A novel about two precocious teenagers dying of cancer is not the sort of book to which I’m typically drawn. In fact, with the exception of “A Wrinkle in Time,” I hadn’t read any young-adult fiction in years. But “The Fault in Our Stars” popped up on my amazon.com page a few weeks ago, so I decided to give it a go. Even though it’s “kid lit,” I was curious how a difficult topic like childhood cancer would be handled by what appeared to be a competent author (John Green).
Once I opened the book, I couldn’t put it down. This may be a book written for people decades younger than me, but I found Green’s voice to be compulsively readable. He has deftly mixed the profound with the quotidian in a beautiful story about two remarkable young people. Yes, there’s romance of the adolescent persuasion, but I liked the book instead for being so sweet, philosophical, funny and melancholy. This is no sappy “Love Story.”
The two protagonists are 16-year-olds who meet at a cancer support group. Hazel Lancaster, the narrator, is living with terminal thyroid cancer that has ravaged her lungs enough to necessitate the use of an oxygen tank wherever she goes. It’s during a support meeting that she is introduced to Augustus Waters, a once-was sports jock who has lost a leg to a malignant bone tumor and who soon becomes the object of her affection.
“The Fault in Our Stars” is not just about cancer, as the characters themselves won’t allow for that. But Hazel and Augustus are both wise beyond their years because of a shared sense of mortality that is unheard of in the typical teenager. This is partly a literary conceit, but a plausible one in this case. I’ve seen how cancer can transform character in people I’ve known, making both young and old more reflective, more patient, more complicated and, sometimes, ennobling them in unexpected ways. It doesn’t always work out this way, but in Green’s hands, our two young characters find in each other the depth and significance that everyone else in their lives seem to lack.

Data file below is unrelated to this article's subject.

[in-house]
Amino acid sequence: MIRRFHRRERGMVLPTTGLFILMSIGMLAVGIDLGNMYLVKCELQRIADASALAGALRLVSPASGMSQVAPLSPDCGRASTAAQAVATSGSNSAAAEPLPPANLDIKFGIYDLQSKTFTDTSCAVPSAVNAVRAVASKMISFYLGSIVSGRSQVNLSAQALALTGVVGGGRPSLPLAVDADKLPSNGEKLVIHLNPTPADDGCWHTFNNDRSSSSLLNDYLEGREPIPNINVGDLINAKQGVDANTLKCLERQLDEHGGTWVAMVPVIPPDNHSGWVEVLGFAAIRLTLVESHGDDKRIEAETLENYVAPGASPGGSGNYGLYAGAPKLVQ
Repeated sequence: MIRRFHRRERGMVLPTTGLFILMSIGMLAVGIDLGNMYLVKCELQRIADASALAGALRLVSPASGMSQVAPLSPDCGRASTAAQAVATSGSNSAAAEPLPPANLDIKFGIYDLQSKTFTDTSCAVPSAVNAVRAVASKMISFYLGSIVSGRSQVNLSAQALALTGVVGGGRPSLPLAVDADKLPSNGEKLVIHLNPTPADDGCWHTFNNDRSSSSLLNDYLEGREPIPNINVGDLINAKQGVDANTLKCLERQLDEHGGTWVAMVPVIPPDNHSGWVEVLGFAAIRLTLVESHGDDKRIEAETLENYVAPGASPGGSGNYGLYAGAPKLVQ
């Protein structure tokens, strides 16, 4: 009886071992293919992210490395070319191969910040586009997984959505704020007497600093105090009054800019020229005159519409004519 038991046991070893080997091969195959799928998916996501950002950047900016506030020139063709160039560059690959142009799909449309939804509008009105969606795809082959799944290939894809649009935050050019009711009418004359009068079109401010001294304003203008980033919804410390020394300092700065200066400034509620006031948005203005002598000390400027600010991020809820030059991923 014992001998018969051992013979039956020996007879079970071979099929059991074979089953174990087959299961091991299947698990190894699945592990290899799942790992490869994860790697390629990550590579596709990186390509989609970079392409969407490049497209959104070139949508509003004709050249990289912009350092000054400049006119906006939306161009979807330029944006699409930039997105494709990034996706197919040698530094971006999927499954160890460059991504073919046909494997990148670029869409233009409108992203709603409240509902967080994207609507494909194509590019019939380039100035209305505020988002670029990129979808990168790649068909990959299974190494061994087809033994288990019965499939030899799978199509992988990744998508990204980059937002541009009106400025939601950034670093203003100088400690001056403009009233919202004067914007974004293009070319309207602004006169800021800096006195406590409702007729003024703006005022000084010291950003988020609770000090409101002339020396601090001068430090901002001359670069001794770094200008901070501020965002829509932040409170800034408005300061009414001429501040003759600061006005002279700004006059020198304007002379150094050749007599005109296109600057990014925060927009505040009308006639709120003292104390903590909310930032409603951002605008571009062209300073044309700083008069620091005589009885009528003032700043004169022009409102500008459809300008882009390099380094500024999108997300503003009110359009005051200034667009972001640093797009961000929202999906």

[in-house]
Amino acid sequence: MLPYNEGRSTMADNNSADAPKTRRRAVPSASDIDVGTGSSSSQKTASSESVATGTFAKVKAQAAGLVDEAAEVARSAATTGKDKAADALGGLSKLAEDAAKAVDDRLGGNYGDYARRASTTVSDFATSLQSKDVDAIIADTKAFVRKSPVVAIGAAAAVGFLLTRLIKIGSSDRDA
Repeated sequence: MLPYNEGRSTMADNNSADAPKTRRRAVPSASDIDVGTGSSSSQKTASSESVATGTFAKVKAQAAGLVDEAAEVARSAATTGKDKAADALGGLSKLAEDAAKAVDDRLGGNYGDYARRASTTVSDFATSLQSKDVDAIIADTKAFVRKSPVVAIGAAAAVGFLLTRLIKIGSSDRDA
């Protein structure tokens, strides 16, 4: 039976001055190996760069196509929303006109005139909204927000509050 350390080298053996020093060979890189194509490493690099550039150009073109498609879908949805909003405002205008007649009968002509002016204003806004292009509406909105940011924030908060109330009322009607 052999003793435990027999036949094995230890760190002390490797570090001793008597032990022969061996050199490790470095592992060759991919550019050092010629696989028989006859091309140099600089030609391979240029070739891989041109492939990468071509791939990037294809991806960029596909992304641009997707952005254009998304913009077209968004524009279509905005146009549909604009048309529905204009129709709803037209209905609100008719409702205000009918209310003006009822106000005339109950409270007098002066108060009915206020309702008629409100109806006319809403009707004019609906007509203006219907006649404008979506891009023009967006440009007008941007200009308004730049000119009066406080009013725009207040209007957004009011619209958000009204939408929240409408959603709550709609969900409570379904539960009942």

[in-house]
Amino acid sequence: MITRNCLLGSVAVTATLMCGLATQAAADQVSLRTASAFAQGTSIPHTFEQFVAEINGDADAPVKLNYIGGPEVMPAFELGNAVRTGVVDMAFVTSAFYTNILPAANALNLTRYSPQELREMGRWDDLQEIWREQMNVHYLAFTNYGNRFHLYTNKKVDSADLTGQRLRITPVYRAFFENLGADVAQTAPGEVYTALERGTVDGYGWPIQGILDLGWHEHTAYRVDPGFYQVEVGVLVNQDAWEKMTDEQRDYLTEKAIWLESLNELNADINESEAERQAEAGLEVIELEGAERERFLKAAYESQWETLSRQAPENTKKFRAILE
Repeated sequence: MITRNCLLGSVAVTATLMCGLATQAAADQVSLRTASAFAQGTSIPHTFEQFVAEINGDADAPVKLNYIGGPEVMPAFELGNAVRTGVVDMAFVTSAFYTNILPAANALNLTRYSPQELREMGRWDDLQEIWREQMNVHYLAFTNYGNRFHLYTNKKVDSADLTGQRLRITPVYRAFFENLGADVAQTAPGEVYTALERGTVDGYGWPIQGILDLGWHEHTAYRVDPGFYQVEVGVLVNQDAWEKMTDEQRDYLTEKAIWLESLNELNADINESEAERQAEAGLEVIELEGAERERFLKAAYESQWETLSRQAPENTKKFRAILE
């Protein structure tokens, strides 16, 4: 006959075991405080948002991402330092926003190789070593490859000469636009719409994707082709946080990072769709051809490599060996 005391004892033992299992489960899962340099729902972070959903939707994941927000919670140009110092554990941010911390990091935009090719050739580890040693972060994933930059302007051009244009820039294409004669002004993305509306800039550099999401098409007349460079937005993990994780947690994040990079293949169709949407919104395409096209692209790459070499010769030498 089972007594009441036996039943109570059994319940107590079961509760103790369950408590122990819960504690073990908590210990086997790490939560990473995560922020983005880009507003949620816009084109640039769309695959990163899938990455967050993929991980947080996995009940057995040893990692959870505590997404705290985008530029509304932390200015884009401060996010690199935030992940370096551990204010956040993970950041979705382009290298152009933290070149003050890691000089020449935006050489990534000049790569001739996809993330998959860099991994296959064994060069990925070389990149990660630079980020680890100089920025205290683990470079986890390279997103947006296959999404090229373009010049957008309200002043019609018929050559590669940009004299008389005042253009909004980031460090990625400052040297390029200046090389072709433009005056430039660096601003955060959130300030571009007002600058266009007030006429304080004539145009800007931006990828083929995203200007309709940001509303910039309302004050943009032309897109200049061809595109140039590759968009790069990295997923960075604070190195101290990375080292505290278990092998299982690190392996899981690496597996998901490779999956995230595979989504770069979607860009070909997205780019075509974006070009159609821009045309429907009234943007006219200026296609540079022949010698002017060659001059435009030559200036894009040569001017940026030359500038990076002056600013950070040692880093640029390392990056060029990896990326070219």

Hazel and Augustus are not turned into heroes, other than maybe to each other. One of them dies, of course, which is how a novel about juvenile cancer was bound to end. It’s not a happy ending, either—not poetic or even somehow right. It left me empty, but all the more appreciative of the emotional restraint of the author. There is no false hope in this story. He lets a tragedy remain a tragedy.